<xf:select1 ref="@overall" appearance="full">
<xf:label/>
<xf:item>
<xf:label>
<img src="lib/smiley_thumbs_up.png"
class="emoticon"
height="20"
alt="Good"/> Good
</xf:label>
<xf:value>good</xf:value>
</xf:item>
<xf:item>
<xf:label>
<img src="lib/smiley_pleased.png"
class="emoticon"
height="20"
alt="OK"/> Okay
</xf:label>
<xf:value>okay</xf:value>
</xf:item>
<xf:item>
<xf:label>
<img src="lib/smiley_thumbs_down.png"
class="emoticon"
height="20"
alt="Bad"/> Bad
</xf:label>
<xf:value>bad</xf:value>
</xf:item>

</xf:select1>
<xf:textarea ref=".">
<xf:label>Comments</xf:label>
</xf:textarea>
</xf:group>

This provides a bit more color in the form:

To make it easier to see what the images are saying, the full form includes a large version of the images at the top, with explanatory labels. (This version of the form actually uses two different sets of clip-art images, so I could look at each of them in context and decide which one I wanted to use.)

A second enhancement: clicking on the images

The overall Good / Okay / Bad ratings still take up a lot of screen real estate, though.

And what I really wanted was not just to use the images as part of the labels for the radio buttons, but to have an even simpler interface: ideally, I wanted just to show the three icons and let the user click on them to specify that they thought things were good, back, or okay. (There is a certain amount of danger in this way of thinking: part of the point of XForms is to provide device-independent forms that might be rendered in different ways on different devices: getting really specific about details like this may interfere with device independence.)

This can be achieved in XForms, too. After some experimentation, I ended up a method of handling this that looks like this in the browser: a large image showing the current rating for the topic, and three small images (but larger than the images in the earlier versions of the form) for changing the rating.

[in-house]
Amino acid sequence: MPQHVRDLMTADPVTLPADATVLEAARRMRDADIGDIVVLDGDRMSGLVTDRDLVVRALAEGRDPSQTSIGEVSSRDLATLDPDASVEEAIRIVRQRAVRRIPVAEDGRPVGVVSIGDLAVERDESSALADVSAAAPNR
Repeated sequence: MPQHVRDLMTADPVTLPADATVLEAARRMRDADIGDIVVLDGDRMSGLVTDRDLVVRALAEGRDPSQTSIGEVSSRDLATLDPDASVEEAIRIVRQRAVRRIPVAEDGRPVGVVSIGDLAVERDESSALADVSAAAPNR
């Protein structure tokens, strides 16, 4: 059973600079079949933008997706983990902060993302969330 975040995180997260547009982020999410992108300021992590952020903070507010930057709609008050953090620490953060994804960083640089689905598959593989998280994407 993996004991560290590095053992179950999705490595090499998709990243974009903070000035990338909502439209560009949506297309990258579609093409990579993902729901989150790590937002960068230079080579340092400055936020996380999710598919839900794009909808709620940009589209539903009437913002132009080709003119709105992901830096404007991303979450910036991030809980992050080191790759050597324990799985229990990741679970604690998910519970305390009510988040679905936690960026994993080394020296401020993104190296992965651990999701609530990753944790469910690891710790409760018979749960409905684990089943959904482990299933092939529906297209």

The large display is handled with a sequence of xf:group elements, each of which contains an img element and each of which binds to the overall rating for a given topic if that rating has the particular value associated with the image.

<xf:group ref="instance('eval')/registration">
<xf:label>Registration process</xf:label>
<div class="overall-rating">
<xf:group ref=".[@overall='good']">
<img src="lib/smiley_thumbs_up.png"
height="150px"
alt="good"/>
</xf:group>
<xf:group ref=".[@overall='okay']">
<img src="lib/smiley_pleased.png"
height="150px"
alt="okay"/>
</xf:group>
<xf:group ref=".[@overall='bad']">
<img src="lib/smiley_thumbs_down.png"
height="150px"
alt="bad"/>
</xf:group>
<xf:group ref=".[@overall='dunno']">
<img src="lib/smiley_no_speak.png"
height="150px"
alt="good"/>
</xf:group>
</div>
...
</xf:group>

So the big image for the registration topic will show a smiling face if the overall attribute on the registration element has the value good, and a frowning face if it has the value bad, and so on.

The value of the overall attribute could be set by the select1 elements shown above, but in the final version we used a set of XForms triggers (user-activatable controls — on a laptop screen these are typically buttons) labeled with the images for the values:

<div class="simple">
<xf:group ref="instance('eval')/registration">
<xf:label>Registration process</xf:label>
... <!--* read-only display image, as shown above *-->
<div class="overall-triggers">
<xf:trigger>
<xf:label><img src="lib/smiley_thumbs_up.png"
height="40" alt="good"/></xf:label>
<xf:setvalue ev:event="DOMActivate"
ref="@overall"
value="'good'"/>
</xf:trigger>
<xf:trigger>
<xf:label><img src="lib/smiley_pleased.png"
height="40"
alt="okay"/></xf:label>
<xf:setvalue ev:event="DOMActivate"
ref="@overall"
value="'okay'"/>
</xf:trigger>
<xf:trigger>
<xf:label><img src="lib/smiley_thumbs_down.png"
height="40" alt="bad"/></xf:label>
<xf:setvalue ev:event="DOMActivate"
ref="@overall"
value="'bad'"/>
</xf:trigger>
</div>
<xf:textarea ref=".">
<xf:label>Comments</xf:label>
</xf:textarea>
</xf:group>
</div>

As you can see, each trigger contains a label element which in turn contains the image, and a setvalue element which specifies the action to be run when the trigger is activated. In each case, the action is to set the value of the overall attribute to the appropriate value.

The group as a whole, the large image, and the set of three triggers are each wrapped in an XHTML div element with a different class value, to make it easier to style the display appropriately using CSS.